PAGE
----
So, here we are. In Sydney and Melbourne, two great cultural centres. The spirit, the memory, the Eora nation here, the spirit, the memory of the Kulin nation in and around Port Phillip. And yet, it is simply because of the dominance of our topography, the great fortune we have, those scenes, those vistas, the things that were seen, the cliffs under which the Gadigal people fish are still there. The headlands which they looked out across the waters are still there, just as they were, a little bit more overgrown in some respects. And of course, in some other areas, a bit more overbuilt. Just as they were in 1788.

You know, all of us live partly in the here and now, but in large part, in a world of imagination. The world of our imagination or perception is one that is created by artists -is created by writers and celebrated in books. Tonight, it's created of course by visual artists and other artists as well.

Our whole perception of Australia is a work in large part of literature. The Bush myth, the image of Australia as rugged outback frontiersmen. We have always been a highly urbanised nation. We have always, as Banjo Patterson wrote, been dreaming of Clancy of the Overflow. There have been many more of us as clerks in cities, listening to the traffic, as Patterson described, rather than actually chasing cattle along the rivers of Western Queensland. And that world of the imagination is as real as the here and now. It is as real as these fine pillars. And that world is created by our writers.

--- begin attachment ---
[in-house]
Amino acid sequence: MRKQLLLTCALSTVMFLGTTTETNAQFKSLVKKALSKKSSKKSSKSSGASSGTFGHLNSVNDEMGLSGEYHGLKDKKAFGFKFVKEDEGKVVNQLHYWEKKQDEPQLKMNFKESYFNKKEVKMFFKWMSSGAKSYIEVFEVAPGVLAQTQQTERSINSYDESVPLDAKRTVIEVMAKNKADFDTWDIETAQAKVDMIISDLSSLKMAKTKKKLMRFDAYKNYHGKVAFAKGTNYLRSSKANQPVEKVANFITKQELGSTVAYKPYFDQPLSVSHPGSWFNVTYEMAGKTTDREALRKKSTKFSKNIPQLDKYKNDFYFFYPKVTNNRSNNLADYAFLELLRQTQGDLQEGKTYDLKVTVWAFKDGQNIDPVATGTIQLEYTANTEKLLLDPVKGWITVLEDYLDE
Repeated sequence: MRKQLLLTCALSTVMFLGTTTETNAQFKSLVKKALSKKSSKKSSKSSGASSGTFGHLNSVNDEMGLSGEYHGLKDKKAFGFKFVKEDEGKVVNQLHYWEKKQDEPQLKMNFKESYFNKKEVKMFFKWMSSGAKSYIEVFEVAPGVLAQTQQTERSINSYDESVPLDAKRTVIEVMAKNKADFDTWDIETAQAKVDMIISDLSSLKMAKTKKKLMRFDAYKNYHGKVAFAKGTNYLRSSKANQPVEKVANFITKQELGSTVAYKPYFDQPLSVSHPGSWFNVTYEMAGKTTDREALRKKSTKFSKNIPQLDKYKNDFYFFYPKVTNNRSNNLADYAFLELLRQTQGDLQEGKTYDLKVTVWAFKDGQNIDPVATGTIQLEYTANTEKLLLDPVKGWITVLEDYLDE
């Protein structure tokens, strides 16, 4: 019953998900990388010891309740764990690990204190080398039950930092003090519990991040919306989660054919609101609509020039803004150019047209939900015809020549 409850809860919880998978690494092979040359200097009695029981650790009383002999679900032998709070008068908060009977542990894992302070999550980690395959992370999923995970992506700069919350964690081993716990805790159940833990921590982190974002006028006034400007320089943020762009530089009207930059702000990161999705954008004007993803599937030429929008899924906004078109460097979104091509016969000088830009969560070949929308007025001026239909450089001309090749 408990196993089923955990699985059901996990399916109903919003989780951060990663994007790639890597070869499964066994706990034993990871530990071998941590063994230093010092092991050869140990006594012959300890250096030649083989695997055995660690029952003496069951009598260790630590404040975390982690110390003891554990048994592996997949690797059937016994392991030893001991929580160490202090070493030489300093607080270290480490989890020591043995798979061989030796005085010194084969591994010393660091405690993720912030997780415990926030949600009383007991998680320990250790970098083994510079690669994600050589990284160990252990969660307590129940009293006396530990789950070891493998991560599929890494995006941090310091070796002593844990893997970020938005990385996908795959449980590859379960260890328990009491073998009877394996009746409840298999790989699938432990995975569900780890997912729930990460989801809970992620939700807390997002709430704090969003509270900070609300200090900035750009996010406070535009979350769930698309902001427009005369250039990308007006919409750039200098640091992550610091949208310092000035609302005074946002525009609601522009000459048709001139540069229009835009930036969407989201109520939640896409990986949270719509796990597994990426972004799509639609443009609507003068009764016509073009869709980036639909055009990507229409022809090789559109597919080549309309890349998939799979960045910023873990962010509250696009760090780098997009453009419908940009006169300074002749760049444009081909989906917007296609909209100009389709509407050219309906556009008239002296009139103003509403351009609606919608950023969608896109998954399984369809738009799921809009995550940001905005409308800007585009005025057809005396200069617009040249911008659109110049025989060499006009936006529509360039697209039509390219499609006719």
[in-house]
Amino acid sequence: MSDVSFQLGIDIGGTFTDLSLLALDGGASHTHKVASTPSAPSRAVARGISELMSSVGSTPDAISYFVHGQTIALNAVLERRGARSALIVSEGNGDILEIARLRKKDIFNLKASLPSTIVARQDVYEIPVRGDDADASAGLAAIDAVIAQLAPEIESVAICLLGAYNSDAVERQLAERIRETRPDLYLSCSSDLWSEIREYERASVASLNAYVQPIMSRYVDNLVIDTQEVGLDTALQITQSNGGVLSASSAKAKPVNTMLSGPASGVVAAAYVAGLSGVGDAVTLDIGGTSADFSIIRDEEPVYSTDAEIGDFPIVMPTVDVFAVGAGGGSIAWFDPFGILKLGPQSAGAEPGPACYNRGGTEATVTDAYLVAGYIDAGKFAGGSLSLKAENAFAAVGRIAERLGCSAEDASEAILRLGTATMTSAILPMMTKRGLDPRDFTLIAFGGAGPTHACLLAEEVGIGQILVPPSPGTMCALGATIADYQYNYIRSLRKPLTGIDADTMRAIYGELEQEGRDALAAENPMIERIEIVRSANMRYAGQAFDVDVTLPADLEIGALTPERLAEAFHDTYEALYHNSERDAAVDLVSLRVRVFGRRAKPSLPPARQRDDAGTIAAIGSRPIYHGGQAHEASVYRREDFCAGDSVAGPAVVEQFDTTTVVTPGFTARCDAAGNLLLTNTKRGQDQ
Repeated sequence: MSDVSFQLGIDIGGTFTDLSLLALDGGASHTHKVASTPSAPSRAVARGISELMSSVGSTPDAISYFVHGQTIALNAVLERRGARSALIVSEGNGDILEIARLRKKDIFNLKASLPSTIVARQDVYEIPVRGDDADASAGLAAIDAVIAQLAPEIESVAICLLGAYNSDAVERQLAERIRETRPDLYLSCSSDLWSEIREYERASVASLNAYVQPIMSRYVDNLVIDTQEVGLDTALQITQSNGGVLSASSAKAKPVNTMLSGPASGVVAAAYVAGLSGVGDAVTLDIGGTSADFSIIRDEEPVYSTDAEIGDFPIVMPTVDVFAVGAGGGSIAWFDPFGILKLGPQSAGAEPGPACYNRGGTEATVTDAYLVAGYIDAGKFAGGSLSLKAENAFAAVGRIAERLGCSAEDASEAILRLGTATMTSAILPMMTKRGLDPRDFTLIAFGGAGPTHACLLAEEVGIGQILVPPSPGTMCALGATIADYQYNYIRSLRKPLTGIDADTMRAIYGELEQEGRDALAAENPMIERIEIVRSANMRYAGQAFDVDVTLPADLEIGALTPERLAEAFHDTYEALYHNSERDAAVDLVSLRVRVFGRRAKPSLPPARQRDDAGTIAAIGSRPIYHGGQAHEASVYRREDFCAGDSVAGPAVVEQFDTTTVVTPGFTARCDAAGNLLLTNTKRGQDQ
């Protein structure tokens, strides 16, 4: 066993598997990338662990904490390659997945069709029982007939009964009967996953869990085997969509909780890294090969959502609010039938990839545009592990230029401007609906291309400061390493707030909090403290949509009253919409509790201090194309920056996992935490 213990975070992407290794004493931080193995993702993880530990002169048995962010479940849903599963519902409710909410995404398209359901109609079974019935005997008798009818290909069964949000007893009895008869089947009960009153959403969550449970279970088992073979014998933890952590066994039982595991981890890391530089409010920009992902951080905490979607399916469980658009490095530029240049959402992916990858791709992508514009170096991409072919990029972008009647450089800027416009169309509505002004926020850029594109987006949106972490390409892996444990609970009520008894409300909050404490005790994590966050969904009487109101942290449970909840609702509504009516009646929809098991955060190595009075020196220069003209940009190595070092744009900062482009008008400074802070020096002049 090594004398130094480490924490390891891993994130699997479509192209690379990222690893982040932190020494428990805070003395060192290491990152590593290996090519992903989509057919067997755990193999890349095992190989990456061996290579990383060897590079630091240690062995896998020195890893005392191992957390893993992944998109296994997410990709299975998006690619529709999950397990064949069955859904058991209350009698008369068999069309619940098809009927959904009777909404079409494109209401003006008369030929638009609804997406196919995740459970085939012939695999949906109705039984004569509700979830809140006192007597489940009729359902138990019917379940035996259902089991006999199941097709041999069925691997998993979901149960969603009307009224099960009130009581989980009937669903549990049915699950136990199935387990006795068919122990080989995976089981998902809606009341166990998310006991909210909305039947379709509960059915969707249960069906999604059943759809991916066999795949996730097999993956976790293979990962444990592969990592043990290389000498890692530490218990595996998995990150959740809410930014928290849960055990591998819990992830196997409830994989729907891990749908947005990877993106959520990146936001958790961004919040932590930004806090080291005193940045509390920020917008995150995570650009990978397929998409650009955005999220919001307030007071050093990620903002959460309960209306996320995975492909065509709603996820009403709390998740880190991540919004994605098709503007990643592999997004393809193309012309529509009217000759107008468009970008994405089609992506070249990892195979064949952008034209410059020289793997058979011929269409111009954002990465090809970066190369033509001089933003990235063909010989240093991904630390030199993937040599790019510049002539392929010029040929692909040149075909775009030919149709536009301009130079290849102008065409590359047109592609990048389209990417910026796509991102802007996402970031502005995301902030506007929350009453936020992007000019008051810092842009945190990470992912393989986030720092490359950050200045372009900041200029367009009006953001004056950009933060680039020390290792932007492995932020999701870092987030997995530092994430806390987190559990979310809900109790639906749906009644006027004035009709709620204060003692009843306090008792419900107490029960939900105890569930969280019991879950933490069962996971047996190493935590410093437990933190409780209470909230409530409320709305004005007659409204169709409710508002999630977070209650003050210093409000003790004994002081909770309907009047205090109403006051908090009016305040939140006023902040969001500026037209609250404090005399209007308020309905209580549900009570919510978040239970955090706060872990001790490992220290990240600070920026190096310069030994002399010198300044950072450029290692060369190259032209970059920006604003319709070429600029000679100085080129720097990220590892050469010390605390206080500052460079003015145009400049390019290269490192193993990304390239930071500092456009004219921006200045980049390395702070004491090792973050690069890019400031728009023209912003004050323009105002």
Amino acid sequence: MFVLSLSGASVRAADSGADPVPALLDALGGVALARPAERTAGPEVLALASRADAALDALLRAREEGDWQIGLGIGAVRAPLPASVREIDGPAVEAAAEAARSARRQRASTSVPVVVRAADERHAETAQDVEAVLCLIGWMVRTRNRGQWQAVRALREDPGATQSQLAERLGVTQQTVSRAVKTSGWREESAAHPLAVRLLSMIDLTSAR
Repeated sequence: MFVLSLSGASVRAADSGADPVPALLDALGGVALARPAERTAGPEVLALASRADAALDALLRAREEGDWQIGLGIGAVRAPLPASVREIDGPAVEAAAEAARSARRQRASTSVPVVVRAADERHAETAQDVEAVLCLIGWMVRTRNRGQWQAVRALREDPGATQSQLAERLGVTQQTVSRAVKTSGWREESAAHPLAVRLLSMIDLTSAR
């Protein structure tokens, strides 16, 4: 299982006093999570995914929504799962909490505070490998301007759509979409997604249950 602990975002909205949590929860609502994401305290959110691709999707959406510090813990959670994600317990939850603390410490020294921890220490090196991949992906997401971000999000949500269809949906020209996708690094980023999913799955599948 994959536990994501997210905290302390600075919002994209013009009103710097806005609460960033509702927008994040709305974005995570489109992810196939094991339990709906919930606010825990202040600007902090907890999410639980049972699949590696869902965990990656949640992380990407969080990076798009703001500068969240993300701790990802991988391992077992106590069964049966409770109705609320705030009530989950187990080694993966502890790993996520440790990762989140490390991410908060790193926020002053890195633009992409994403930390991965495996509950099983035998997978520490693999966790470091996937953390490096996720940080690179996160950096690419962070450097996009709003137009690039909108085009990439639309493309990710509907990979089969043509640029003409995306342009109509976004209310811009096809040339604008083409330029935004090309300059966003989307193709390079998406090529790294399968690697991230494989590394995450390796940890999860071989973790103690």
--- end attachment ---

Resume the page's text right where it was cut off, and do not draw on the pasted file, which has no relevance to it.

So it is correct, it is good that there is a Prime Minister's award, it is good that we are here to celebrate our literature. It is good that we encourage our writers, heaven knows, many of us here have written books, some of us have written quite a few.

I think everyone who has ever written a book knows about halfway through it you become completely and utterly bored with it and you think to yourself, 'how can I ever get to the end'. Then you require some sort of new shot of adrenaline or confidence, often, it is poverty, the need to get paid.

I can remember once giving a speech at one of your competitors annual dinners, Louise, in which I talked about freedoms, important freedoms. I talked about freedom of speech, freedom of religion, freedom of assembly and I said that in the world of literature, the most important freedom is the freedom of the author never to have to return an advance. But that didn't go down very well with the publishers, but a few of the authors liked it.

That commitment, that often very solitary commitment of the writer is so worthy of commendation, so worthy of encouragement. Because, we ask a lot of our writers, don't we? We ask them to be so empathetic, to be so plugged in, and so engaged that they understand our lives, our country, our imagination better than we do ourselves. We ask them to be the most convivial and understanding publican, if you like, and at the same time, we expect them to lock themselves up for hours, for days, for years sometimes, to write away, to create that work of art which they can only do by themselves.

So, it is good to be here to celebrate our writers. Books will never go out of fashion. Louise, I think even if territorial copyright were to crumble, even if it were to crumble, authors in Australia will be able to stand up on their merits, their works are seen across the world and across the ages. And I'm very proud to be your Prime Minister, to be here tonight to present these awards.

Thank you very much